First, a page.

How to Wage War on Iran, by Norman Podhoretz

During my conversation with Norman Podhoretz last week, I asked him to explain how he thinks an American attack on Iran, which he advocates, could actually be carried out.

"The forces are in place and all you have to say is ‘go.’ said Podhoretz, a father of neoconservatism and a senior advisor to Rudy Giuliani. “You could wake up tomorrow morning" and it could be done.

After acknowledging that he was not a military man, Podhoretz offered that the attack should be carried out by air, with no commitment of ground troops, and the sooner the better.

If America doesn’t do it, he said, Israel probably will, but the U.S. military is much better equipped–in terms of technology and logistics–to get the job done. (He cited an MIT report which suggests that everything would have to go flawlessly for the Israelis to pull the bombing off.) He said that bombers could be dispatched from two nearby aircraft carriers or missiles could be launched from submarines to take out the roughly 18 known above-ground nuclear facilities.

"We could get all the above grounds ones," he said, adding his opinion that “there is no technical problem about getting them out.”

Podhoretz thinks Israeli intelligence agents probably know where the underground facilities are, and that American bunker-busting munitions could knock them out. He ruled out any nuclear assault "under the present circumstances," and thinks opponents of military action against Iran have raised the specter of nuclear warfare only as a way of demonizing advocates of the bombing.

And what of the inevitable Iranian response, which would likely manifest itself in attacks on vulnerable American allies?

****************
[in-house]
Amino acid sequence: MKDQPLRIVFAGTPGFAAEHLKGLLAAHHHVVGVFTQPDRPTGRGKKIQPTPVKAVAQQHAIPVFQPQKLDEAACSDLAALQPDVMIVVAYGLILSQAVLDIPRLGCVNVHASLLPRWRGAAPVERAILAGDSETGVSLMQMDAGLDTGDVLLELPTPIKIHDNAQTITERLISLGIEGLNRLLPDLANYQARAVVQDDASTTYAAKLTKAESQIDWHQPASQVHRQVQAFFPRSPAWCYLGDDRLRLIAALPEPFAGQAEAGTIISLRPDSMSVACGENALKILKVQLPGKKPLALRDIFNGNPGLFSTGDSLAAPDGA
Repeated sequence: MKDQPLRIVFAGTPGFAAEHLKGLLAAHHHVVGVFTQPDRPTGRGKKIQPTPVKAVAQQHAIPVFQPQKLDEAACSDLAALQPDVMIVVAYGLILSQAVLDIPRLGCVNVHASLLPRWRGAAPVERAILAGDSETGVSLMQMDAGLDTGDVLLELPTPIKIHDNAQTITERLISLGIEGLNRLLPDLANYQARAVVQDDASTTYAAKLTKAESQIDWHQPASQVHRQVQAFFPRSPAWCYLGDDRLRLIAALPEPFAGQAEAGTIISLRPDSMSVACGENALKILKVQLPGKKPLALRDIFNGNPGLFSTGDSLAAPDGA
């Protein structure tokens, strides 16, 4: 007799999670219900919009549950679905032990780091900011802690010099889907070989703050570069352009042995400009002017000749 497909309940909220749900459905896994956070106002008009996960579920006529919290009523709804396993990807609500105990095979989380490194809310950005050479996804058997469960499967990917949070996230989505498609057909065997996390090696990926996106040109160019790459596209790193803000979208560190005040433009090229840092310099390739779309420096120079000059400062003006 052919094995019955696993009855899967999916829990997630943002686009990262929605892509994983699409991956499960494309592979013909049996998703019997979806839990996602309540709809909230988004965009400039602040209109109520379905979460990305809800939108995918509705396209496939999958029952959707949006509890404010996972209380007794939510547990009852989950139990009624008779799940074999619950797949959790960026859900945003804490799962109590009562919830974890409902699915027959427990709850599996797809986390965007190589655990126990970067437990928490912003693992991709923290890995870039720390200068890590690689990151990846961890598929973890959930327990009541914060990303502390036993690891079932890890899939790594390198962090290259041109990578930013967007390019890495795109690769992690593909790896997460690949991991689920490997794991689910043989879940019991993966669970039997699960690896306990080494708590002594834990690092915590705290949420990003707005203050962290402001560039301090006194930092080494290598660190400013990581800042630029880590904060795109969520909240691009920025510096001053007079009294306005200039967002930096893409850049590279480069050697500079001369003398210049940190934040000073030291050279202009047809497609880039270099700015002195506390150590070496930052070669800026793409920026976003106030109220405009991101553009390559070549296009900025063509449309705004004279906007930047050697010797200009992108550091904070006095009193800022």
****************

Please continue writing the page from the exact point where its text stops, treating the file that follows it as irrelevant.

It’s already happening, he said, with surrogates like Hezbollah staging frequent attacks on Israel. A more serious counterattack could be mitigated with tactical steps like blockading the Strait of Hormuz between the Gulf of Oman and the Persian Gulf.

"The worst-case scenario is everything bad will happen," he said. "The worst-case scenario of letting them get the bomb is even worse."

When I asked him how pressing the bombing was, with some estimates saying the Iranians were years off from attaining nuclear capabilities, he offered the following:

"The CIA says five years. The CIA has been wrong about everything. I don’t see why we should think that they are right about this. Some Israelis I know say nine months – a year before the point of no return is reached. I think the responsible course is to accept the low-ball estimate."

He added, "At worst it seems to me we could retard their progress for five or ten years. And who knows what could happen in five or ten years."